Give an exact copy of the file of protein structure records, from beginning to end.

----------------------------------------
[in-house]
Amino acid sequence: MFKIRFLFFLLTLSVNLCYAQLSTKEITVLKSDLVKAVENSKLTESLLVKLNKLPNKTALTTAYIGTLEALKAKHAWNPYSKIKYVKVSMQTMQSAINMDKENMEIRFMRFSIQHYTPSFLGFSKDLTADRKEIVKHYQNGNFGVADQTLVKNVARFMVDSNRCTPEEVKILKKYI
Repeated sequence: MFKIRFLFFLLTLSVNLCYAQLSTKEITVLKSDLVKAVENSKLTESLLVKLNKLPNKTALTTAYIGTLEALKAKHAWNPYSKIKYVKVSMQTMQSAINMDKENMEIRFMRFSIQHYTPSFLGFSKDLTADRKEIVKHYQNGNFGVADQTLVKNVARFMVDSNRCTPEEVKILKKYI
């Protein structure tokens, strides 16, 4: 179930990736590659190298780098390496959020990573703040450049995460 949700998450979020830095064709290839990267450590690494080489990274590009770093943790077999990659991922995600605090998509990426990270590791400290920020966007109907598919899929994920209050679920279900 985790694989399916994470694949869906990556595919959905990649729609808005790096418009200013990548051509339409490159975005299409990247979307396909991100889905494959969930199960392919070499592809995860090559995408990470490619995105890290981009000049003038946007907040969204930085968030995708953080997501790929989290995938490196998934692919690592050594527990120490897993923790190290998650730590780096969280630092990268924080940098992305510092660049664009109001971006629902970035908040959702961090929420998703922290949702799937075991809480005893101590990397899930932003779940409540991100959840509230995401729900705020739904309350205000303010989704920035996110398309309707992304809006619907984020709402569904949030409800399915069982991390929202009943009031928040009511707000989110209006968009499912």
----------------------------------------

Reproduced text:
[in-house]
Amino acid sequence: MFKIRFLFFLLTLSVNLCYAQLSTKEITVLKSDLVKAVENSKLTESLLVKLNKLPNKTALTTAYIGTLEALKAKHAWNPYSKIKYVKVSMQTMQSAINMDKENMEIRFMRFSIQHYTPSFLGFSKDLTADRKEIVKHYQNGNFGVADQTLVKNVARFMVDSNRCTPEEVKILKKYI
Repeated sequence: MFKIRFLFFLLTLSVNLCYAQLSTKEITVLKSDLVKAVENSKLTESLLVKLNKLPNKTALTTAYIGTLEALKAKHAWNPYSKIKYVKVSMQTMQSAINMDKENMEIRFMRFSIQHYTPSFLGFSKDLTADRKEIVKHYQNGNFGVADQTLVKNVARFMVDSNRCTPEEVKILKKYI
């Protein structure tokens, strides 16, 4: 179930990736590659190298780098390496959020990573703040450049995460 949700998450979020830095064709290839990267450590690494080489990274590009770093943790077999990659991922995600605090998509990426990270590791400290920020966007109907598919899929994920209050679920279900 985790694989399916994470694949869906990556595919959905990649729609808005790096418009200013990548051509339409490159975005299409990247979307396909991100889905494959969930199960392919070499592809995860090559995408990470490619995105890290981009000049003038946007907040969204930085968030995708953080997501790929989290995938490196998934692919690592050594527990120490897993923790190290998650730590780096969280630092990268924080940098992305510092660049664009109001971006629902970035908040959702961090929420998703922290949702799937075991809480005893101590990397899930932003779940409540991100959840509230995401729900705020739904309350205000303010989704920035996110398309309707992304809006619907984020709402569904949030409800399915069982991390929202009943009031928040009511707000989110209006968009499912």